But NSA documents provided by Snowden make clear that the U.S. government is spying on ordinary people every day — on a humongous scale.

There is nothing inherent in technological progress that requires violations of human rights and civil liberties.

Along the way, surveillance has played a key role in the government’s moves against whistle-blowers and journalists. In September the Obama administration proudly announced a long prison sentence for a former FBI agent who was tripped up by the Department of Justice’s secret seizure of call records for 20 phone lines used by Associated Press reporters and editors. To all but the most pliant journalists, this trend is ominous and already destructive.

Even the media establishment is sounding the alarm. The Committee to Protect Journalists, a blue-ribbon press-freedom watchdog, issued an extraordinary report on Oct. 10, “The Obama Administration and the Press,” warning that in Washington “government officials are increasingly afraid to talk to the press.” Written by a former executive editor of The Washington Post, Leonard Downie Jr., the report is a damning indictment of the U.S. government’s clampdown.

Total Information Awareness

But the maneuvers against the press are just a small part of the U.S. snooping program at home and abroad. The NSA — the world’s most powerful and farthest-reaching surveillance agency — spies on public and private realms with tremendous capabilities that encourage other countries to follow suit.

“The U.S. government has gone further than any previous government … in setting up machinery that satisfies certain tendencies that are in the genetic code of totalitarianism,” Jonathan Schell wrote last fall in The Nation. “One is the ambition to invade personal privacy without check or possibility of individual protection.”

That ambition, he noted, “was impossible in the era of mere phone wiretapping, before the recent explosion of electronic communications — before the cellphones that disclose the whereabouts of their owners, the personal computers with their masses of personal data and easily penetrated defenses, the e-mails that flow through readily tapped cables and servers, the biometrics, the street-corner surveillance cameras. But now, to borrow the name of an intelligence program from the (George W.) Bush years, Total Information Awareness is technologically within reach.”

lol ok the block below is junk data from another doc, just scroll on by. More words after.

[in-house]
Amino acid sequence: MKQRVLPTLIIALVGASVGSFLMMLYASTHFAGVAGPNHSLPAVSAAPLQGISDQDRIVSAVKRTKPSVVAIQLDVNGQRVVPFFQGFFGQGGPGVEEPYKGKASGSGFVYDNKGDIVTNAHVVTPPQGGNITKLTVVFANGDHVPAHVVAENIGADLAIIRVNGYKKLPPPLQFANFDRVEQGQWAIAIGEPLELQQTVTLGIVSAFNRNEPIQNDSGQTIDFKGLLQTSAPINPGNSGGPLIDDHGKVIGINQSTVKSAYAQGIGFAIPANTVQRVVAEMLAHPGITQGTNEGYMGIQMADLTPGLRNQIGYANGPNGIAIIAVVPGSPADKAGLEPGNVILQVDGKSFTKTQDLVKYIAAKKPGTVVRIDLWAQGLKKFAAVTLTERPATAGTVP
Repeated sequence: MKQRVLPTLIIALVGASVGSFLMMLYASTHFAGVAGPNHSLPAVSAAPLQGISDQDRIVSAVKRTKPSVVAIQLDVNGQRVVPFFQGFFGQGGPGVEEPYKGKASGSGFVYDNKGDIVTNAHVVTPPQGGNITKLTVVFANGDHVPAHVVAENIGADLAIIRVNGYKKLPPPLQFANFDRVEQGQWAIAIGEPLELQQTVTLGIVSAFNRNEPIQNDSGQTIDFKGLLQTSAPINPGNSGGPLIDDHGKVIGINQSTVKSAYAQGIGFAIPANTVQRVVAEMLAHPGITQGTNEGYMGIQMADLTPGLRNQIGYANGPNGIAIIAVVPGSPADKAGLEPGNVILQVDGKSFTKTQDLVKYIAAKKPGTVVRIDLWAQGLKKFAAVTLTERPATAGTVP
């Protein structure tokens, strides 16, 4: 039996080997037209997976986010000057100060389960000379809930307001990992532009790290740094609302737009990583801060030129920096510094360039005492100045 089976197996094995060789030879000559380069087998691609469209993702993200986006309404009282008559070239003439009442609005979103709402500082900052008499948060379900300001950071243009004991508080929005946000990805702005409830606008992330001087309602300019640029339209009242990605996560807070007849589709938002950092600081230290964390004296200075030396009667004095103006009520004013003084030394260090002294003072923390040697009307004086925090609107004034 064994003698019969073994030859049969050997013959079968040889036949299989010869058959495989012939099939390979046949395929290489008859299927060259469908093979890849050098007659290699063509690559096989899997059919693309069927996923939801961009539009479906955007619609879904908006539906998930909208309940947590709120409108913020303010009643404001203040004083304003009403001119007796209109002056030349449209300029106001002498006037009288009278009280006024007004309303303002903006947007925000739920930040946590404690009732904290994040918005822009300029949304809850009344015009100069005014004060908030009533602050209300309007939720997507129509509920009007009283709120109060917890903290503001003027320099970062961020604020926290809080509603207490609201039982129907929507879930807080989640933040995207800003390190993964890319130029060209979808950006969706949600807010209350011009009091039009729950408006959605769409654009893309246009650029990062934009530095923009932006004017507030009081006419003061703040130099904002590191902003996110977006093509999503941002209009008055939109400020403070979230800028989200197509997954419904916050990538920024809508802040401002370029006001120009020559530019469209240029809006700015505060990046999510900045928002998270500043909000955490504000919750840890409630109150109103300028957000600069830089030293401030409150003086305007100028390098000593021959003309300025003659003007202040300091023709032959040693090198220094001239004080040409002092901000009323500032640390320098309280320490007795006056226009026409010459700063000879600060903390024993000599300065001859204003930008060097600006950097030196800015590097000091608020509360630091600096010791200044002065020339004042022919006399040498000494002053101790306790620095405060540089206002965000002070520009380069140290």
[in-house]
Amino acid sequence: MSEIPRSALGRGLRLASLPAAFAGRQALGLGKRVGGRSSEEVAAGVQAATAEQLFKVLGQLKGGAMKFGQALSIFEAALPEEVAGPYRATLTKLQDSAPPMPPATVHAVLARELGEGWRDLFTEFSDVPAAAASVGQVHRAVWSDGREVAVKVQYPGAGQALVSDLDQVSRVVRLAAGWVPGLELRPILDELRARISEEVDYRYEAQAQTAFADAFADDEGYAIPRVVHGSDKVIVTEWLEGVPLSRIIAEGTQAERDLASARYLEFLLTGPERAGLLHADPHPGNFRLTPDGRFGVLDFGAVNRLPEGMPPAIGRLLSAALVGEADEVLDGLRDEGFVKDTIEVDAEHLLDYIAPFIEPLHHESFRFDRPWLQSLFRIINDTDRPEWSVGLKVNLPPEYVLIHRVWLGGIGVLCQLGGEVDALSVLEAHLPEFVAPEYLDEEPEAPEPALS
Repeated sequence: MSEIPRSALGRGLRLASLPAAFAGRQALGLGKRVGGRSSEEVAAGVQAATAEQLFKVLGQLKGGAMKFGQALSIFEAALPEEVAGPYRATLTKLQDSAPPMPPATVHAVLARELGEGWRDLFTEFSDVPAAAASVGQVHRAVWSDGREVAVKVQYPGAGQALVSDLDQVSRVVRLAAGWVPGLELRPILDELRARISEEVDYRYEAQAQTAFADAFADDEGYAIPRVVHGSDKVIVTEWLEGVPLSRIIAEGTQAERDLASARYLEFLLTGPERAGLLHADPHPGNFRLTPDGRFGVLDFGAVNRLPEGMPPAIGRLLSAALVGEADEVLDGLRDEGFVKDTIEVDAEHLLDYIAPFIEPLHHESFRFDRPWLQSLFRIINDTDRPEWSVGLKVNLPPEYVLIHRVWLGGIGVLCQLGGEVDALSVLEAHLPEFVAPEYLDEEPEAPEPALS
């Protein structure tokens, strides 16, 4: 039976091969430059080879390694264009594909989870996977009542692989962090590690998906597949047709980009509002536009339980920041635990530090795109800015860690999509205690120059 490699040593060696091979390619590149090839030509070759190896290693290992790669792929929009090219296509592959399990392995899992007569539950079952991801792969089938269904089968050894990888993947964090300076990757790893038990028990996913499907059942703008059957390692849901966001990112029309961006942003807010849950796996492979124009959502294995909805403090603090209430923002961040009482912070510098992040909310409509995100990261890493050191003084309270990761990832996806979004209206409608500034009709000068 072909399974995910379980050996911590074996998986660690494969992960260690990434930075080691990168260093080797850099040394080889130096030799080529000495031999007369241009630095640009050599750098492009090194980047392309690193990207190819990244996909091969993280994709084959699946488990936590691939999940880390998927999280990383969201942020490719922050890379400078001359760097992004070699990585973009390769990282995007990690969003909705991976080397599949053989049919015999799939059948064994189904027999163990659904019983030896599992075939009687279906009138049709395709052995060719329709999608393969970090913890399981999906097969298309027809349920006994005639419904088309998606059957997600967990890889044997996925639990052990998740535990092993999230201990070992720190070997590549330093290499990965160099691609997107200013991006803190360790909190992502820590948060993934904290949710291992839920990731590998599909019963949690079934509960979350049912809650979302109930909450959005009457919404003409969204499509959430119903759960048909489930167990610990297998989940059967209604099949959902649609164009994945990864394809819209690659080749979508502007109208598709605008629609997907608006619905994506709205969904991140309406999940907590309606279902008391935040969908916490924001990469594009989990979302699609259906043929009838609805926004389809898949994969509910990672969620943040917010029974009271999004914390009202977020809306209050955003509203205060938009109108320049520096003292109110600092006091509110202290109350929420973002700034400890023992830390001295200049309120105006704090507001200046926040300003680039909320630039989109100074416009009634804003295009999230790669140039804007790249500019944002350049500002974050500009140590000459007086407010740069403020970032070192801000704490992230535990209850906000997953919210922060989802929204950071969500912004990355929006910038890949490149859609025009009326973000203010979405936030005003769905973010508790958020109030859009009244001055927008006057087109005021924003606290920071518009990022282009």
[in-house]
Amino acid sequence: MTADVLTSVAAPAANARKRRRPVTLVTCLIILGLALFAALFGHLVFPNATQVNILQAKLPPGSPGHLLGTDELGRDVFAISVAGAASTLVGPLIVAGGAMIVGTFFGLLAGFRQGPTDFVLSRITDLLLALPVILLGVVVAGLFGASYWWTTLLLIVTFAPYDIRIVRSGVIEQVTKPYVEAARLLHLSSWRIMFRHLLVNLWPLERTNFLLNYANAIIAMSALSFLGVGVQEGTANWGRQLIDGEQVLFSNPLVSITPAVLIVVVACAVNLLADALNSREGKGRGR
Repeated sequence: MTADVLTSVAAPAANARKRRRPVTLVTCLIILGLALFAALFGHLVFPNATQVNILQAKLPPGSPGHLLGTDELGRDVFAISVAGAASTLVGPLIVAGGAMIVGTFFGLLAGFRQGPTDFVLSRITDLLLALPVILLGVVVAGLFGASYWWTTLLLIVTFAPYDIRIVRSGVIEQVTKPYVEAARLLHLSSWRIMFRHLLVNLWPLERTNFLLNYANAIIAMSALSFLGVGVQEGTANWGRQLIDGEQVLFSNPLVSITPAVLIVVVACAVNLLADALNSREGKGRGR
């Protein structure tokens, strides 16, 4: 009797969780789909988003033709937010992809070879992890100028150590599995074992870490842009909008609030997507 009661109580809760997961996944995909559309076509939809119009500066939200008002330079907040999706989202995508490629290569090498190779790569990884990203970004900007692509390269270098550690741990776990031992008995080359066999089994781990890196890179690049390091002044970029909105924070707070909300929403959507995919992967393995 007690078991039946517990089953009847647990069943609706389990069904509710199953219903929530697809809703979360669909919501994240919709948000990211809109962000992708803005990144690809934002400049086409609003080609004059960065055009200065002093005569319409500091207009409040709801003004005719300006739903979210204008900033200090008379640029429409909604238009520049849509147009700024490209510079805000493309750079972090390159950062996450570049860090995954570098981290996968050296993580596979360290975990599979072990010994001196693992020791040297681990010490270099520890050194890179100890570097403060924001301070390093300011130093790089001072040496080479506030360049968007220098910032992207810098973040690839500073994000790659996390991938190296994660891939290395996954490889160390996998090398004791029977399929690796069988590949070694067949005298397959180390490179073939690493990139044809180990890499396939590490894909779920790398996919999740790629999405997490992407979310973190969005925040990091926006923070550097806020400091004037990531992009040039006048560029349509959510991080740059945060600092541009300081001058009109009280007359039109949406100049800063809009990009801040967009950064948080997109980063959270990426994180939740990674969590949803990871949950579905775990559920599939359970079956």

Bush set those efforts in motion, and his successor has extended them. No wonder Obama received such a chilly reception when he visited Germany last summer, a few weeks after the first revelations about NSA spying.

In June, Wolfgang Schmidt, once a lieutenant colonel in the former East Germany’s secret police, the Stasi, commented on the NSA’s domestic surveillance program, making the disbanded Stasi’s work during the 1980s seem tiny and crude in comparison. “For us, this would have been a dream come true,” Schmidt told a reporter.

Whatever the reach of government surveillance might be, the standard claims of incorruptibility are nonsense. “It is the height of naivete to think that once collected, this information won’t be used,” said Schmidt. “The only way to protect the people’s privacy is not to allow the government to collect their information in the first place.”

Today a popular myth is that rapid digital advances make more surveillance inevitable. Technology is a convenient scapegoat for escalating invasions of privacy. But there is nothing inherent in technological progress that requires such violations of human rights and civil liberties.

The overarching problems are not technological; they are political — and they have to do with who has power, how they got it and what they are doing with it. Democracy is at stake, and, as the Feb. 11 protests indicate, democracy is the potential solution.